Finally, it's well worth noting how Ms Simone shows us how Blake's mind working to protect itself from the truth of his rather squalid, rather wretched existence. For example, when he's faced with circumstances which are particularly disturbing to him, Blake untypically calls on God or refers to religious concepts. It's usually a sign that he's ashamed of his behaviour or deeply concerned for someone else, or, usually, a mixture of the two. When he stabs Scandal for the second time, for example, he declares that "I sincerely hope to God you can heal from this.", as if he's somehow showing goodwill of any substance despite just having seriously wounding her. (Not stabbing Scandal twice in two separate occasions would've been the more godly approach to take, of course.) And when he's driving away from a host of freed North Koreans prisoners and effectively dooming them to death in the snow, he grasps at Deadshot's declaration that "It's only five miles to China. They might make it" with a shamed reply of "Christ I hope so." Of course, Deadshot's pathetic attempt to not feel guilty works on no rational level at all; five miles to weakened prisoners in hostile country might as well be five hundred miles. But Blake's desperate to find something that will assuage his guilt that he's calling on Jesus to help him feel better, if not help the prisoners themselves. Finally, in one of the series most touching and yet most stomach-turning scene to date, Blake is moved to assure Scandal that she still has a "soul" even as she's horribly torturing Pistolera, displaying the fact that he associates the sacred with the people he cares about rather than the things they do. Scandal has a "soul" because Blake doesn't want the Six's matriach upset, although it's hard to see what's soul-strengthening in the act of cold-blooded and protracted torture.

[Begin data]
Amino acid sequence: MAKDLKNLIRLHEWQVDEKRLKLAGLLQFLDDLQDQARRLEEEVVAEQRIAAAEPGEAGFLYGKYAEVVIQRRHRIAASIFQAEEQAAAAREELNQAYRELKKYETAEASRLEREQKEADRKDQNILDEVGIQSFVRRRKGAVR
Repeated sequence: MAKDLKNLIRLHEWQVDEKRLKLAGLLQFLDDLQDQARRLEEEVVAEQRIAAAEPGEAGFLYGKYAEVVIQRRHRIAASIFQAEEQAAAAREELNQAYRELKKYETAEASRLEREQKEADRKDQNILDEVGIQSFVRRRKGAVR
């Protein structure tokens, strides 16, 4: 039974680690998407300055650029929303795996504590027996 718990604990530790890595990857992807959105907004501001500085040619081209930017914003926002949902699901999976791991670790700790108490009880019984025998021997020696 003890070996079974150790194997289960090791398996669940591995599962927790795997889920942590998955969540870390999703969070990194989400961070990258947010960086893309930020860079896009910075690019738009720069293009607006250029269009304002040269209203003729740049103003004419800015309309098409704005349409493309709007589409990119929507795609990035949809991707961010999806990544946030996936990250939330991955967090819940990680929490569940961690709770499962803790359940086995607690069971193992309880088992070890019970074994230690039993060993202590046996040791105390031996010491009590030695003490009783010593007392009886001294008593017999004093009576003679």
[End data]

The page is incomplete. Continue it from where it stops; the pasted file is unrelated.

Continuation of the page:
There's no thought that Blake can't turn into a defence against self-knowledge. Cheshire mocks him for wanting to be respected by "men of virtue", but the truth is that he wants to be respected as being a virtuous without having to behave in any coherently virtuous fashion. He's got a string of excuses that kick into gear whenever he feels he's being called upon to defend the morality of his actions. It's a fact that's best expressed in the speech he gives to the Doom Patrol in order to distract them before a super-powered brawl. Why should you be trying to arrest us, he asks;
"For petty little robberies and for stealing people's hats? ... Do you guys really care if money goes from some rich people to us, only to be replaced by insurance ... Look ... you all and us, we're in the middle. On the far end of one side, there's the Justice League, all shiny and sweet. On the other far end, there's people like Joker and Darkseid, who'd kill everything and everyone if they could. Us, we're in the grey zone. Neither side approves of either of us."